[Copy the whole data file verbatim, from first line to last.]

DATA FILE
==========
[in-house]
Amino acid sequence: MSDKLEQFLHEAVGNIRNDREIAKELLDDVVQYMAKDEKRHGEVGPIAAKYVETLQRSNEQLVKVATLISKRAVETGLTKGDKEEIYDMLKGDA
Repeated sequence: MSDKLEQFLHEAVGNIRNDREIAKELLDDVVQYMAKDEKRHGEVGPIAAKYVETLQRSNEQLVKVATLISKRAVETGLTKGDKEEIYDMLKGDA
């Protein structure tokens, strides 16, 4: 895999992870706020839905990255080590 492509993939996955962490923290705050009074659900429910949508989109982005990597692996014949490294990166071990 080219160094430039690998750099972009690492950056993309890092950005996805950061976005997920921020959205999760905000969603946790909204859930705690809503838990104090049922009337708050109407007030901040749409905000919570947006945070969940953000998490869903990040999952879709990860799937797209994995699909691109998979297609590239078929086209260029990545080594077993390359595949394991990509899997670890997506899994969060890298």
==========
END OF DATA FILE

[in-house]
Amino acid sequence: MSDKLEQFLHEAVGNIRNDREIAKELLDDVVQYMAKDEKRHGEVGPIAAKYVETLQRSNEQLVKVATLISKRAVETGLTKGDKEEIYDMLKGDA
Repeated sequence: MSDKLEQFLHEAVGNIRNDREIAKELLDDVVQYMAKDEKRHGEVGPIAAKYVETLQRSNEQLVKVATLISKRAVETGLTKGDKEEIYDMLKGDA
């Protein structure tokens, strides 16, 4: 895999992870706020839905990255080590 492509993939996955962490923290705050009074659900429910949508989109982005990597692996014949490294990166071990 080219160094430039690998750099972009690492950056993309890092950005996805950061976005997920921020959205999760905000969603946790909204859930705690809503838990104090049922009337708050109407007030901040749409905000919570947006945070969940953000998490869903990040999952879709990860799937797209994995699909691109998979297609590239078929086209260029990545080594077993390359595949394991990509899997670890997506899994969060890298």